But Spaniard says he holds no bad feelings towards race winner Chris Froome
Key Team Sky domestique Mikel Landa has spoken of his “anger” and “frustration” at having to sacrifice his own chances and missing out on the podium by one second while working for Chris Froome at the Tour de France.
From the Pyrenees onwards Landa became Froome’s right-hand man in the mountains, but was left frustrated on the final summit finish to the Col d’Izoard on stage 18 when his promising attack came to nothing before having to work on the front of the group of contenders, losing 12 seconds at the finish that would ultimately cost him a spot on the podium in Paris.
“On the Izoard I could have lifted my foot when they caught me, I could have moved into the wheels and I would not have lost 12 seconds,” Landa told Spanish newspaper El Pais.
“But I went ahead and pushed it, which was what Froome wanted. He told me to be slower, slower. That day I was very angry because I sacrificed myself without making a gain for the team.”
After a relatively quiet start to the race, Landa described how he came into form in the second week, which led to him finishing third on the summit finish to Peyragudes while Froome lost time and the yellow jersey.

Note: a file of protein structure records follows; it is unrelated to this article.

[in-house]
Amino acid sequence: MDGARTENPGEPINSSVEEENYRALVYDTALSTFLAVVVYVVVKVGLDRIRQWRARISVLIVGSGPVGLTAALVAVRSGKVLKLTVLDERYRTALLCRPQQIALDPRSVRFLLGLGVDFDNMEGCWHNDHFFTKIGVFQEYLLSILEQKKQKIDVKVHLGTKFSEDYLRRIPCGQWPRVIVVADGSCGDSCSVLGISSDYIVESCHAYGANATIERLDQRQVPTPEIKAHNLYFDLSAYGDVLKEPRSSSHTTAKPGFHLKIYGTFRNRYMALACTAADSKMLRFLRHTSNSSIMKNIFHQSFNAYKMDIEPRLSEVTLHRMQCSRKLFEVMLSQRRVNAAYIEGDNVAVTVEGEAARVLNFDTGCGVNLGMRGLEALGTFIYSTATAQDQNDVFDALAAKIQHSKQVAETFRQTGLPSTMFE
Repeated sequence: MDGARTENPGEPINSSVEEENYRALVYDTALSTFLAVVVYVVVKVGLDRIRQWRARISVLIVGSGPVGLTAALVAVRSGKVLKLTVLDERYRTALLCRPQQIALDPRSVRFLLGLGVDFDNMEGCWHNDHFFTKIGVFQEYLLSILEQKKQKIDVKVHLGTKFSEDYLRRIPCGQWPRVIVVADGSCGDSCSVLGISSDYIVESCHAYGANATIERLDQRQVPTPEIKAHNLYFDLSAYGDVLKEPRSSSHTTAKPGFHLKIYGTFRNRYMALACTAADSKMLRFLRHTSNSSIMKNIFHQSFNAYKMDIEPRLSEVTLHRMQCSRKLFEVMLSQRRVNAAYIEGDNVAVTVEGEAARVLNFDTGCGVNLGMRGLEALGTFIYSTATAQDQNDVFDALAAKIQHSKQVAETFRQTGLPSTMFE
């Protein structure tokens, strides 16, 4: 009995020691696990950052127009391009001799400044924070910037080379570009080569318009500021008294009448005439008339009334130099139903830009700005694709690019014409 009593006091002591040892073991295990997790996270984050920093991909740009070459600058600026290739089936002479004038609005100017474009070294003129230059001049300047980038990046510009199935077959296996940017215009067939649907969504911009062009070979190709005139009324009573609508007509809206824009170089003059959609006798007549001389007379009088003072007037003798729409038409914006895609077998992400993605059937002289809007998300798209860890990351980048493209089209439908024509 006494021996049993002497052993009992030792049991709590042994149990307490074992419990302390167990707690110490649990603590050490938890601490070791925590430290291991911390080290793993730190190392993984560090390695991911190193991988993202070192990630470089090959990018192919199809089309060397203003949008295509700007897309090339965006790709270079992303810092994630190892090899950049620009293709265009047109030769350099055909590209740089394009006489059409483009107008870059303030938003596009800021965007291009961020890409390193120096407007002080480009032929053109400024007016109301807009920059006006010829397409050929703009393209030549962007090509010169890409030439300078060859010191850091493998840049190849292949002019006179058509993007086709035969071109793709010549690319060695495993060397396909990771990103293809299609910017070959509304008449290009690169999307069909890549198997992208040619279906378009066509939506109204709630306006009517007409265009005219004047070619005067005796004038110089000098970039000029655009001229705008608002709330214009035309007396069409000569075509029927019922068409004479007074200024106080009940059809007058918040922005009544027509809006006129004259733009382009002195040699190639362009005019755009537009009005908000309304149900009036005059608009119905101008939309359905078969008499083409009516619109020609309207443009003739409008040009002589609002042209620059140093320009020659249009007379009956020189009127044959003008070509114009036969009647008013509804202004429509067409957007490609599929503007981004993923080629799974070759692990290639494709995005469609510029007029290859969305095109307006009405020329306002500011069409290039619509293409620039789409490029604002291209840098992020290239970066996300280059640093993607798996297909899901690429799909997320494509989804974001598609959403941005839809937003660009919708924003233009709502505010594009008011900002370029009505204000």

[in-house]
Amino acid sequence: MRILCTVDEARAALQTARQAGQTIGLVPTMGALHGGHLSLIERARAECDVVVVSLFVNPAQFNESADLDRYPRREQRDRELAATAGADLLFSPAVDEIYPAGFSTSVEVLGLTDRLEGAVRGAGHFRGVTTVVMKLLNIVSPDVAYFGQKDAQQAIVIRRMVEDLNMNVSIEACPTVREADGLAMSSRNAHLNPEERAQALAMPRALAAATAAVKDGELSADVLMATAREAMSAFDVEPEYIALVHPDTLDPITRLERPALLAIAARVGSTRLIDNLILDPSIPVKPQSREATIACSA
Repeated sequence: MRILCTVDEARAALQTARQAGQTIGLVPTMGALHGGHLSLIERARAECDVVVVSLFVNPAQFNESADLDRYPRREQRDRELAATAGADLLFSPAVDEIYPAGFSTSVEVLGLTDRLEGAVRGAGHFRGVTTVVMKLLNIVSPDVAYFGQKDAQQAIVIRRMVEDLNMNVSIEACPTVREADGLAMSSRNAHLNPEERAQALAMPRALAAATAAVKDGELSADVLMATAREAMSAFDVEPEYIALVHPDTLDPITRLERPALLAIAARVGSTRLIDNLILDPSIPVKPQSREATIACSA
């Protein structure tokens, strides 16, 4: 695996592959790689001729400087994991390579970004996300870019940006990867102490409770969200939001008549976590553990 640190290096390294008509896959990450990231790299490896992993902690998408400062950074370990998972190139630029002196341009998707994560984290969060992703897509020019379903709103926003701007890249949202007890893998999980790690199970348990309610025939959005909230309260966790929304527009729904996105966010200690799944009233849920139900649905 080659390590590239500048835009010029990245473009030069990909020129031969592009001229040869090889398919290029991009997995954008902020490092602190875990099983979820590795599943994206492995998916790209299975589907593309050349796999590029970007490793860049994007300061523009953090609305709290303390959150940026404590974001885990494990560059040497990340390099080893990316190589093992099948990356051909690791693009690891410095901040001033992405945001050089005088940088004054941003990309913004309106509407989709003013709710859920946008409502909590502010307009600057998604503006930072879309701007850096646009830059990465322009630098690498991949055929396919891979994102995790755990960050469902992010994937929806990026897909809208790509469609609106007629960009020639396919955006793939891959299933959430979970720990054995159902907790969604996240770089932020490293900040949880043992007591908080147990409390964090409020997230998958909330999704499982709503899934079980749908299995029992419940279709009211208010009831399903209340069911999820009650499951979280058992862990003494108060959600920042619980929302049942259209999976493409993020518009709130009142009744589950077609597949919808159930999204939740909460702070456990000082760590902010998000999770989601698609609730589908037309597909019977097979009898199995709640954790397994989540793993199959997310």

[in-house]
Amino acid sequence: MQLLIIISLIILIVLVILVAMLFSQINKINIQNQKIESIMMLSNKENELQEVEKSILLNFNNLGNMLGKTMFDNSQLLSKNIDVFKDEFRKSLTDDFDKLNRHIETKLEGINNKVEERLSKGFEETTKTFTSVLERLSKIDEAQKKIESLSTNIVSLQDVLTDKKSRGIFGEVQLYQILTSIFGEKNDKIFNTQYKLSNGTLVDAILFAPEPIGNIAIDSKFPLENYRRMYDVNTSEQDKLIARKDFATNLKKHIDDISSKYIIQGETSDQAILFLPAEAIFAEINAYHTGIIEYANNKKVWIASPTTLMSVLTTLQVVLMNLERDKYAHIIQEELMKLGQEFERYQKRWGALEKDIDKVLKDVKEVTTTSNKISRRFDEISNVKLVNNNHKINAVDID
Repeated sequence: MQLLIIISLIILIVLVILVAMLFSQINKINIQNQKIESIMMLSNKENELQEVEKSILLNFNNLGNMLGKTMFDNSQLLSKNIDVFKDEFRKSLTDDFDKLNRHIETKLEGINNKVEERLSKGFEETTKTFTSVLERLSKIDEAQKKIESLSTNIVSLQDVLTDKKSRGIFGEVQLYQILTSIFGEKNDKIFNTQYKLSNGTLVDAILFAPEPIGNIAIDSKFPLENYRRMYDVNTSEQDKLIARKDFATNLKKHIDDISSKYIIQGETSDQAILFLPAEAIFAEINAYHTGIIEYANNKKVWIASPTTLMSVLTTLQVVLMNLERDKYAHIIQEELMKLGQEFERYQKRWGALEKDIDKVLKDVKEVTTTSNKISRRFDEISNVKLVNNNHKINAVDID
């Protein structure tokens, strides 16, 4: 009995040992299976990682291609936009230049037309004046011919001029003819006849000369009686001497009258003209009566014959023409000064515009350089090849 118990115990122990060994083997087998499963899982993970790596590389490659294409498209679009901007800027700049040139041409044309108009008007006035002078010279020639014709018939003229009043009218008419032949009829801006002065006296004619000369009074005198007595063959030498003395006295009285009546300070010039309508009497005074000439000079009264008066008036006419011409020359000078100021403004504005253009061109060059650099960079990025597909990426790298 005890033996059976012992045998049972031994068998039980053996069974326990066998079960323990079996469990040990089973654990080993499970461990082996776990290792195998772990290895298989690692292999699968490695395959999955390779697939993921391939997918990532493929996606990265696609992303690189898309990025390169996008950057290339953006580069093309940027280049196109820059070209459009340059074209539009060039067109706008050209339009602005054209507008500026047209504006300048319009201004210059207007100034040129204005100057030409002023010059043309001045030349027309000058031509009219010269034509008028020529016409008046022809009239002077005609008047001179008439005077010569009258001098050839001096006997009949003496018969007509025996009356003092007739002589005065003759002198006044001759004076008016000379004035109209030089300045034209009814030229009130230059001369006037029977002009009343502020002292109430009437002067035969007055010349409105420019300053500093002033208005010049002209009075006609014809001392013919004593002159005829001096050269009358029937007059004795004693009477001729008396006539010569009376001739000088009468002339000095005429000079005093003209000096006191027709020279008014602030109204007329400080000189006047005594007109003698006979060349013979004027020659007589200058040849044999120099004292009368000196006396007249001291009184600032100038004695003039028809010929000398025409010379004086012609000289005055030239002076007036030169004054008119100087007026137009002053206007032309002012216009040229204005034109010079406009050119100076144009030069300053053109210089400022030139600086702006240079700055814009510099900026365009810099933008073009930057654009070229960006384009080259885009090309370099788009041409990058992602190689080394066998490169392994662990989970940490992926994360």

This was seen by some as the start of a leadership battle within Team Sky, but Landa insists that team boss Dave Brailsford handled the situation very well and that he enjoyed a good relationship with Froome.
“From the start Brailsford handled the situation very well, making us communicate a lot,” Landa continued.
“On my part, and I suppose on his [Froome’s] part too, we have talked about everything so that there would be nothing bad. We all came as one, and that’s how it was.”
Having established himself as a bona fide Grand Tour contender with this fourth place at the Tour and third overall at the 2015 Giro d’Italia, Landa is widely expected to leave Team Sky at the end of the season, with Movistar seeming to be his most likely destination.
That would see him on the same team as Nairo Quintana, potentially forcing Landa to play second fiddle in the same way he did to Froome in 2017, something the Spaniard said he’s not prepared to accept.
“I don’t want to be in this situation again. It’s so frustrating!” Landa continued. “In all the teams there are already established leaders, but I think there is a timetable to distribute [leadership]. In any case, the boss will know how to manage.”